HARTFORD -- Connecticut lawmakers tried hard to pass a last-minute Democratic budget for the new fiscal year that would finally fix the state's projected $960 million deficit, but announced around 5:30 p.m. that it would not be possible.
The General Assembly had until midnight Wednesday to pass the approximate $19 billion compromise that was reached between Democratic lawmakers and Democratic Gov. Dannel P. Malloy late Tuesday, but Speaker of the House Brendan Sharkey and House Majority Leader Joe Aresimowicz released a statement saying it was just not enough time:
As a matter of democracy and fairness to all the members of the House, it is not possible to do a budget this evening. The time it took to reach an agreement, combined with the challenge of staff to physically get a printed bill to the floor, and then achieve passage, would likely require a cutoff of discussions. That scenario would not be fair for the purpose of allowing a complete and reasonable debate, and at this point would be a disservice to House members and the public they represent to move forward tonight.”
This means a special session will have to convene to iron out the budget before fiscal year 2017 starts July 1. Democratic Senate President Martin Looney says he expects the special legislative session will be held early next week.
Republicans had voiced concern about the decline in estimated revenues included in the budget plan. Republican Sen. Michael McLahlan says the drop in income taxes represents an "atomic bomb."
Senate Minority Leader Len Fasano praised the delayed vote, saying lawmakers need more time to review the legislation that was still being crafted.
Malloy released a statement as well on Wednesday evening, praising the agreement and conceding that it's good to give Legislature members time to read it through before a final vote is conducted.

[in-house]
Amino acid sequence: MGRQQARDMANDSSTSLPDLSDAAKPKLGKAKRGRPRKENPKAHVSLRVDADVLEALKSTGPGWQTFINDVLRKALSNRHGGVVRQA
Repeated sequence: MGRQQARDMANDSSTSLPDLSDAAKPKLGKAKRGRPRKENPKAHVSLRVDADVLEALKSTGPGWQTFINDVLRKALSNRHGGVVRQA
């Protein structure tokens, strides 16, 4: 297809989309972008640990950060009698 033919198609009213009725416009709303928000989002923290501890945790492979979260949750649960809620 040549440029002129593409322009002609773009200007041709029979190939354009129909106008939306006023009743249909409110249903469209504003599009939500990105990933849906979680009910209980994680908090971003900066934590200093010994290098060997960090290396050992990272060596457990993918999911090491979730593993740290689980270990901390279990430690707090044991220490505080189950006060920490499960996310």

I want to thank members of both parties in the General Assembly for their work this session. The budget agreement is honest, sustainable, and adjusts to Connecticut’s new economic reality. It adheres to our principles that we will balance the budget without raising taxes, without raiding the rainy day fund, and without borrowing to cover operating expenses. It is based almost entirely on recurring, structural reductions in spending.
It’s a good agreement. If it happened too late in session to finish on time, and this delay is about giving members more time to understand what they’re voting on, that’s fine and even admirable. I said in February that we should not pass a budget on the last day of session.
However, if this delay begins a discussion about re-opening the agreement in order to find a way to avoid difficult decisions, that’s unacceptable. I will not move from the principles we’ve agreed to. I want to reassure the citizens of Connecticut that if we don’t take the necessary action together, I will take whatever steps necessary to bring our budget into balance.
I urge the General Assembly to pass this budget as soon as possible.
Wednesday is the final day of the legislative session.